Archaeologists estimate them to be about 4,000 years old, dating to the transition from the late Neolithic to the early Bronze Age. They’re found in various regions of Europe and hundreds of them can be seen on Ilkley Moor in Yorkshire.

Nobody knows why prehistoric people went through so much trouble to make them. Some researchers have suggested they were territorial markers, or had a ritual purpose. Others think they were some sort of primitive writing. Now hikers can come to their own conclusions by downloading a GPS trail through Ilkley Moor that takes them to some of the best sites. The hike starts and ends at a parking lot and takes about two hours. The Friends of Ilkley Moor created this easy-to-follow hike and have created other hikes as well.

It’s good to note that all examples of rock art are Scheduled Ancient Monuments and it is a crime to damage them.
rock art, YorkshireYrkshire, rock art
Photo courtesy John Illingworth.

Lost temple discovered at Ur, Iraq

Ur, ziggurat

A team of Iraqi and Italian archaeologists have discovered a temple at the ancient city of Ur in Iraq.

This is the first foreign team to excavate in Iraq for 20 years and they hit pay dirt in the form of a 4,500 year-old temple and associated graveyard. Little information has been released about the find but it promises to herald a new era in the study of one of the world’s most important archaeological sites.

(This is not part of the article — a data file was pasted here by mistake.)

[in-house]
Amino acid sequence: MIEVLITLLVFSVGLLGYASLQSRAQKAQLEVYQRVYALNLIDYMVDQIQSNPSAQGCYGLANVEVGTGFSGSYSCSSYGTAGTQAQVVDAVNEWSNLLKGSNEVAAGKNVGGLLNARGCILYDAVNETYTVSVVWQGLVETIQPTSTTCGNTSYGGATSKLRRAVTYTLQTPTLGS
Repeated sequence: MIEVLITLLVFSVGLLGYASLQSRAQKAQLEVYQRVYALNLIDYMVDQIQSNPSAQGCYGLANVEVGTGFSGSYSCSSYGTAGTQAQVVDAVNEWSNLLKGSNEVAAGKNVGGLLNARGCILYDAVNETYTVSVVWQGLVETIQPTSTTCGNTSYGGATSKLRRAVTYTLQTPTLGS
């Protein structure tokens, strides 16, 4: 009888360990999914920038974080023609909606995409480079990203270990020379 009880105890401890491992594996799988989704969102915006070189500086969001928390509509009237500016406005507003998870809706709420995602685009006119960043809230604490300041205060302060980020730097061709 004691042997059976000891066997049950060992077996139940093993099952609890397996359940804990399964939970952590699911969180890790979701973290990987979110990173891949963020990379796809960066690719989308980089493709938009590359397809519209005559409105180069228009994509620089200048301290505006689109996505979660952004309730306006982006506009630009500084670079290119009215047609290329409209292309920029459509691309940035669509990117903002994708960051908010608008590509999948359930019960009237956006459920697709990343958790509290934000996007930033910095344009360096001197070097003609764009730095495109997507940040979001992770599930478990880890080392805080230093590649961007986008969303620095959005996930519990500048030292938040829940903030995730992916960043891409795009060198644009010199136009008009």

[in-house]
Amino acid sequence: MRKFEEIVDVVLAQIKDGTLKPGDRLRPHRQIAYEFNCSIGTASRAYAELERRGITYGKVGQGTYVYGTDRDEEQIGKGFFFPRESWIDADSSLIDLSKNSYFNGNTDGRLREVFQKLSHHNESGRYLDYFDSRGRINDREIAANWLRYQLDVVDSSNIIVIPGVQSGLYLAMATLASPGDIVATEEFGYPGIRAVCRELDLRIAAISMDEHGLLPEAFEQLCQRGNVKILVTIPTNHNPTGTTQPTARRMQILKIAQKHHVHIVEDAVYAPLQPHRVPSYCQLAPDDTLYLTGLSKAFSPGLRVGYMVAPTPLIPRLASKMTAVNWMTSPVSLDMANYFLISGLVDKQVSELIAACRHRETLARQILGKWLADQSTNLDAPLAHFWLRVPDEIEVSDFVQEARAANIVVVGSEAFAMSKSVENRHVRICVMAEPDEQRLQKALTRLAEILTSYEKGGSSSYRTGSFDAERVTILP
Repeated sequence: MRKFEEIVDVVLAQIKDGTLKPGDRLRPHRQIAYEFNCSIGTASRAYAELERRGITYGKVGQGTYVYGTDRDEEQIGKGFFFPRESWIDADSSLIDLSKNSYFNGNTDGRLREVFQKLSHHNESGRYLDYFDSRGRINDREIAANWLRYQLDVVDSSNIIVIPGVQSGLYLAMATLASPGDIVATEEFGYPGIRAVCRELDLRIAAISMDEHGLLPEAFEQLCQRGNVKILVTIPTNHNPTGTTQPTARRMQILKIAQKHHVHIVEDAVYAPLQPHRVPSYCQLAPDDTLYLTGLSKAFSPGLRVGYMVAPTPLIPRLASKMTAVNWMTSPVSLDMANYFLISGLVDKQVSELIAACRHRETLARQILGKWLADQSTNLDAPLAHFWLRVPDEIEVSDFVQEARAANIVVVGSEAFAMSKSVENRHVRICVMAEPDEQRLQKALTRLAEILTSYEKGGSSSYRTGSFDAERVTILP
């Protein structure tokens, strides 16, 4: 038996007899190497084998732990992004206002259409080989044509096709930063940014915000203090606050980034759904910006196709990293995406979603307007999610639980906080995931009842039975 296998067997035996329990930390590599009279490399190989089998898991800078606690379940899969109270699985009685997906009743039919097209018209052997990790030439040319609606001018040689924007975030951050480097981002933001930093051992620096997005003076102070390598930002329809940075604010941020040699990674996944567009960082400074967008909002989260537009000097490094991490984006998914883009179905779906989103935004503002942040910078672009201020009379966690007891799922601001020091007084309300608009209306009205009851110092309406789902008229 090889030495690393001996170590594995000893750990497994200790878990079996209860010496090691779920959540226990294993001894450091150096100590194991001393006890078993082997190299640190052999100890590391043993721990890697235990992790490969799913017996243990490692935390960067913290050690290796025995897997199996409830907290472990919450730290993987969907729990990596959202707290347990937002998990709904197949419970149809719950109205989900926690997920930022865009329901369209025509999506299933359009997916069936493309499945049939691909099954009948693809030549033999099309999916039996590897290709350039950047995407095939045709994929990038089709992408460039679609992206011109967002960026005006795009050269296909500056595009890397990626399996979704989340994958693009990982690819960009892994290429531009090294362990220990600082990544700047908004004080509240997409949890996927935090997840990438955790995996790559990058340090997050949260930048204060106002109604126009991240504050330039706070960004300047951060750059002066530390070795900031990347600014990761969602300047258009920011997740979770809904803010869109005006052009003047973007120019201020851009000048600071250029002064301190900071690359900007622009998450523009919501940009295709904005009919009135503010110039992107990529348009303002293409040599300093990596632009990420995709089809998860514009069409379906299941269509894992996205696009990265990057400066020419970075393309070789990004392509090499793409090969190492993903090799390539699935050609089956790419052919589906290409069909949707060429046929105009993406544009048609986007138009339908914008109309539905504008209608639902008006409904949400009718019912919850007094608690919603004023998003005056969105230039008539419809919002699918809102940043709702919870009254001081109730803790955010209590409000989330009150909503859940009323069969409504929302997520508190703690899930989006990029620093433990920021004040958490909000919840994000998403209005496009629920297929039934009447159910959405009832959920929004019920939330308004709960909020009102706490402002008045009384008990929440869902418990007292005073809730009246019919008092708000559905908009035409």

Ur was one of the most powerful Sumerian city-states and dates its beginnings back to at least 6000 BC. It reached its height in the third millennium BC, the same period as the newly discovered temple. At its height, Ur was a center of trade and featured many monumental buildings such as its famous Great Ziggurat, shown here in this Wikimedia Commons image. The Sumerians developed writing, an elaborate bureaucracy, and the beginnings of science.

While the Italians are the first archaeologists to return to Iraq after the Gulf War, another Italian team and an American team will soon be conducting their own excavations. In the meantime, Iraqi archaeologists have been valiantly struggling to preserve their nation’s heritage in the face of war, looting, political turmoil, and lack of funding. Iraq is an archaeological wonderland and has some of the most impressive ancient sites in the world. It’s the Holy Grail of adventure travel and a trickle of hardy travelers are making their way there. There’s even a tour company offering trips to Iraq.